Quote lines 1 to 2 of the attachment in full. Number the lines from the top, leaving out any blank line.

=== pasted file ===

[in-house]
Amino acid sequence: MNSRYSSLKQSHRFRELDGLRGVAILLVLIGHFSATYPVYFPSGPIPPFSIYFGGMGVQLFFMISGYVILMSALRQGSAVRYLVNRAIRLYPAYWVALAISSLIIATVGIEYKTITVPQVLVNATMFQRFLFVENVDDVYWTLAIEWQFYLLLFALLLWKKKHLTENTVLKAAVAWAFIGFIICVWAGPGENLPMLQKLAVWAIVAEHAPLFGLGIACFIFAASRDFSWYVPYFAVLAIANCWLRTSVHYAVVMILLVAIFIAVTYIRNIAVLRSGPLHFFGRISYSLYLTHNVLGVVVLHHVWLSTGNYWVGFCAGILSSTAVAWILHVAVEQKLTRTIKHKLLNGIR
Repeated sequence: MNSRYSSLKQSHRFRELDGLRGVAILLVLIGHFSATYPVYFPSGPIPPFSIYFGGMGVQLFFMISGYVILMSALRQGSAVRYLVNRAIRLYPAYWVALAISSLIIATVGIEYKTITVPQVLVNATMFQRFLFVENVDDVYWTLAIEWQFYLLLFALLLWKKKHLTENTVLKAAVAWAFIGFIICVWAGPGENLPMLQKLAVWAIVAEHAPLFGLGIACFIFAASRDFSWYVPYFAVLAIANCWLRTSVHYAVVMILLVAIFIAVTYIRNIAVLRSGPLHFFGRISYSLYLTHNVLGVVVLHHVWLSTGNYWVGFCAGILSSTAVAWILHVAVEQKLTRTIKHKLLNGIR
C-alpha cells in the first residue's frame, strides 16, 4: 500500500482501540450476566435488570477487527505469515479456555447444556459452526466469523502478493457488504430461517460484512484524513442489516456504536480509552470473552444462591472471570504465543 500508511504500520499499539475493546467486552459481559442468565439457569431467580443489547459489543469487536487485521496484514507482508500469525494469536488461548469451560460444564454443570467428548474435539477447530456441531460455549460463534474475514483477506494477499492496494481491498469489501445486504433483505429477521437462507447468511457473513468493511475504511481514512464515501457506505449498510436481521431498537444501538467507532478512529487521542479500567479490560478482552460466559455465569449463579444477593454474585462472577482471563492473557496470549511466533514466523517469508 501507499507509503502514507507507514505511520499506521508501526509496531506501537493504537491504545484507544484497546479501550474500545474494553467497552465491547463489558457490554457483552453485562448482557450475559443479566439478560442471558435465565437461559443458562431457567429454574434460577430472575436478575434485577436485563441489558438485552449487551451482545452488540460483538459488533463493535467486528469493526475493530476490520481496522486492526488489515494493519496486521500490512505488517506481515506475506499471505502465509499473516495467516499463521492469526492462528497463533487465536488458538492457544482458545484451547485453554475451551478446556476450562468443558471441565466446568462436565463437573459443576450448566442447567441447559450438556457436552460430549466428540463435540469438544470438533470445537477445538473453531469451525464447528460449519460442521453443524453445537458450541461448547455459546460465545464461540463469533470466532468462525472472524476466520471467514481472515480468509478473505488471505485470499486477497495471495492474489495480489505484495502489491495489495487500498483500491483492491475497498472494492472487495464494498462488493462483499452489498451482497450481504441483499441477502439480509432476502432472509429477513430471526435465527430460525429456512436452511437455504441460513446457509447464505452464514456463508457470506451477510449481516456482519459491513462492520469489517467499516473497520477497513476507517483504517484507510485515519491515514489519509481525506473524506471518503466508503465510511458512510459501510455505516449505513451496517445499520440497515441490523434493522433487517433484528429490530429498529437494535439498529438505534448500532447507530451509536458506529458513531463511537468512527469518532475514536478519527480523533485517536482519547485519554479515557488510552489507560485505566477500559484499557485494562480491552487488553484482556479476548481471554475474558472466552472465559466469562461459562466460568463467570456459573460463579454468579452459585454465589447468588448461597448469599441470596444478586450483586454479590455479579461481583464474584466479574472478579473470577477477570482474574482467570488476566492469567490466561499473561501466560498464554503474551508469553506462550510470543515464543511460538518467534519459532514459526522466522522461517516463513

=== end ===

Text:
[in-house]
Amino acid sequence: MNSRYSSLKQSHRFRELDGLRGVAILLVLIGHFSATYPVYFPSGPIPPFSIYFGGMGVQLFFMISGYVILMSALRQGSAVRYLVNRAIRLYPAYWVALAISSLIIATVGIEYKTITVPQVLVNATMFQRFLFVENVDDVYWTLAIEWQFYLLLFALLLWKKKHLTENTVLKAAVAWAFIGFIICVWAGPGENLPMLQKLAVWAIVAEHAPLFGLGIACFIFAASRDFSWYVPYFAVLAIANCWLRTSVHYAVVMILLVAIFIAVTYIRNIAVLRSGPLHFFGRISYSLYLTHNVLGVVVLHHVWLSTGNYWVGFCAGILSSTAVAWILHVAVEQKLTRTIKHKLLNGIR